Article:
You can contact LEARNZ, part of CORE Education, at:
PO Box 13 678,
Tenure review is a process where land can be bought back by the government for conservation or bought in full by the farmer who holds the lease.
In 1998 the Crown Pastoral Land Act was passed which gives farmers the option of having their land reviewed so their pastoral lease land can be divided into freehold farmland and conservation land.
Farmers do not have to have their land reviewed. Tenure review is voluntary.
The aim of tenure review is to:
Tenure review is managed by LINZ (Land Information New Zealand).
Farmers do not have to have their land reviewed, they can keep leasing their land. Farmers who hold pastoral leases do not own the land they farm, they lease (rent) it from the government. These pastoral leases last for 33 years.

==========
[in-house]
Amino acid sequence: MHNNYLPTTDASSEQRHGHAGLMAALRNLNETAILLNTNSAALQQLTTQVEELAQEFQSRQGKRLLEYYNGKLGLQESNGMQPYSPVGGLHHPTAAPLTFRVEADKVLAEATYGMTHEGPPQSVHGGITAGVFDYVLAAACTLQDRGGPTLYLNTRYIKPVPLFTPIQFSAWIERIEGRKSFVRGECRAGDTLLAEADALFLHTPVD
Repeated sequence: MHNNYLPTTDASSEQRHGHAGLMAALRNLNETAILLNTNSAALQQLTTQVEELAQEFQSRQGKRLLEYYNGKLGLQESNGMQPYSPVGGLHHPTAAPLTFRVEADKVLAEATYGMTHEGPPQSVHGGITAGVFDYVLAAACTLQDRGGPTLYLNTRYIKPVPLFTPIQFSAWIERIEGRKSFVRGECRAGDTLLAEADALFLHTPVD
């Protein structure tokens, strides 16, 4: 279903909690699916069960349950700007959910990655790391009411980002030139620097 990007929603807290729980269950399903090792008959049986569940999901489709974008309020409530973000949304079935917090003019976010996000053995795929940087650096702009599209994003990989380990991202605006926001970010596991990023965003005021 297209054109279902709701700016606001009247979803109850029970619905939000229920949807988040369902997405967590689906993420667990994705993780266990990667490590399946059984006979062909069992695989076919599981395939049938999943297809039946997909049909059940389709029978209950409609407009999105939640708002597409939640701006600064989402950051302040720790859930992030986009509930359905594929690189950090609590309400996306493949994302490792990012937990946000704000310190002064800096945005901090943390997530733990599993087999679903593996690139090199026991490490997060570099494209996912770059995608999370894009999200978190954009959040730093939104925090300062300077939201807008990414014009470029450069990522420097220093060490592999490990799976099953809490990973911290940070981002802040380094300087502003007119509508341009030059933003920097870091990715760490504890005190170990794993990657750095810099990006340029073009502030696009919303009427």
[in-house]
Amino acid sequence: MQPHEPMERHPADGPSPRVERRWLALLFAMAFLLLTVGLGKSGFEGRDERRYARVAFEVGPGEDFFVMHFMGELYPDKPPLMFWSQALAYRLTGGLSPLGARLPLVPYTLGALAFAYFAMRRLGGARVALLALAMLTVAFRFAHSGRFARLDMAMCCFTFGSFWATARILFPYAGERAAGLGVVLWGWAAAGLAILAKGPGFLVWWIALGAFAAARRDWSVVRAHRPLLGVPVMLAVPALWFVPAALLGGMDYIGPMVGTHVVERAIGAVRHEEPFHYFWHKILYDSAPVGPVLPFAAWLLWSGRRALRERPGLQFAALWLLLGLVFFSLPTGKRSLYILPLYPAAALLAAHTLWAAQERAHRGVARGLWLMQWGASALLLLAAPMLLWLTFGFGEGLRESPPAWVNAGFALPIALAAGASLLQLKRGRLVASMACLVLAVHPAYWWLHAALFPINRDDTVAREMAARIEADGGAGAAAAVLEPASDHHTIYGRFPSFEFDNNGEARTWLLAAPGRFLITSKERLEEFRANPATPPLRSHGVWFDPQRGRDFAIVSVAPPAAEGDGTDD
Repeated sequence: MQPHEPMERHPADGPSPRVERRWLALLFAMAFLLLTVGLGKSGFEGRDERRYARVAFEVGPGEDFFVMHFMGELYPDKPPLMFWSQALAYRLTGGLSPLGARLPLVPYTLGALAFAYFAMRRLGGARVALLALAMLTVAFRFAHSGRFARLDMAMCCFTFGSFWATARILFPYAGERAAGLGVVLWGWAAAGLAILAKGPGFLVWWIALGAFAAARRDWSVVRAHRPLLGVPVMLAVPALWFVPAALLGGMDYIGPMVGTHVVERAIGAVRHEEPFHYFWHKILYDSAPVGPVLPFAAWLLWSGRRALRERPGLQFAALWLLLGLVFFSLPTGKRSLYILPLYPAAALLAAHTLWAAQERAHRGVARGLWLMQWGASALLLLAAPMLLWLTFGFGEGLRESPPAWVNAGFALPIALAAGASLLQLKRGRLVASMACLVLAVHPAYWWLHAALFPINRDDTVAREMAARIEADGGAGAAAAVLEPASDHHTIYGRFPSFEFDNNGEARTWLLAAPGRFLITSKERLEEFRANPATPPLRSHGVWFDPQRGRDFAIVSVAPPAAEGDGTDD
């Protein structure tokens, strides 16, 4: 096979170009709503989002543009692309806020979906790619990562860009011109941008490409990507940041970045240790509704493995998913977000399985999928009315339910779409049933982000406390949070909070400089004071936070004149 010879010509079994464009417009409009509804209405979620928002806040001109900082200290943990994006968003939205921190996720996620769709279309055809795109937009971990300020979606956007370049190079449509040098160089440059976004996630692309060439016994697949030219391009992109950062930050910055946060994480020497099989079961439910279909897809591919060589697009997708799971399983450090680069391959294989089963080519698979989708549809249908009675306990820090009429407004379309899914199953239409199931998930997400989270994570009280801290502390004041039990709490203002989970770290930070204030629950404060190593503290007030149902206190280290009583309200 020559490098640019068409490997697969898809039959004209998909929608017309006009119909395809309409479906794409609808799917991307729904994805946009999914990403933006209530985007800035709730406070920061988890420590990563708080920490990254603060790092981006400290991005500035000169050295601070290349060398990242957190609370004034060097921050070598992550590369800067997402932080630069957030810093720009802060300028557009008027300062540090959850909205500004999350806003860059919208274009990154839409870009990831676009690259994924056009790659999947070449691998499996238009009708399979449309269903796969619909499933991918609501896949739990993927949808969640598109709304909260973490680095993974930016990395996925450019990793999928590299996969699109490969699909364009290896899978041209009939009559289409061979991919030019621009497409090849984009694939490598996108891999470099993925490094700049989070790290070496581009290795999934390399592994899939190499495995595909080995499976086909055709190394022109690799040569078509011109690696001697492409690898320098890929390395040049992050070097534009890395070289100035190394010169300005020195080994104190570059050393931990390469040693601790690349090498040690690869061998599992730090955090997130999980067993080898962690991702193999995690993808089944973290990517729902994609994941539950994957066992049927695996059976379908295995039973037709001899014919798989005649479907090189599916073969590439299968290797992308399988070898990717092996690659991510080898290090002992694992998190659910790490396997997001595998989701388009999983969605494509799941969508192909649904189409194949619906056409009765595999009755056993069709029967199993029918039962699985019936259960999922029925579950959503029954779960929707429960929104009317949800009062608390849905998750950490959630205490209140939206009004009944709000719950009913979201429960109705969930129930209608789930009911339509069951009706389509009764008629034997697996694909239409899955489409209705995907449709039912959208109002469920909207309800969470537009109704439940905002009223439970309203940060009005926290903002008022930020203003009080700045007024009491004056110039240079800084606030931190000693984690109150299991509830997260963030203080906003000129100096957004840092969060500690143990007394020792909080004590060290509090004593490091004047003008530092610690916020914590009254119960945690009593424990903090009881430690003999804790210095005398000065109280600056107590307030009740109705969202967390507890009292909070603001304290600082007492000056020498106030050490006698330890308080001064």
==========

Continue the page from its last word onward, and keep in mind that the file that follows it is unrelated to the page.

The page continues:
If farmers choose to have their land reviewed they talk with the government about how much land they can own and how much will become conservation land. The lease holder and the government each pay for their share.
Do you think tenure review is a good idea? You could discuss this with your class.
Some of the land which the government has bought has been turned into conservation parks.
Tenure review and these new parks have given the public walking access to many areas that were once private property. Hundreds of kilometres of new walking and mountain bike trails have been made and historic sites have been preserved.
A range of parties are consulted to help make decisions during a tenure review, these include;
Tenure Review gives farmers who lease the land the chance to own some of their land in full and sell some so it can become conservation land. Image: Brett Jones.
Tenure review identifies land suitable for farming and land needing to be conserved. Image: Public Domain.
Following tenure review Korowai-TorlesseTussockland Park was created ensuring public access to the popular Castle Hill area. Image: LEARNZ.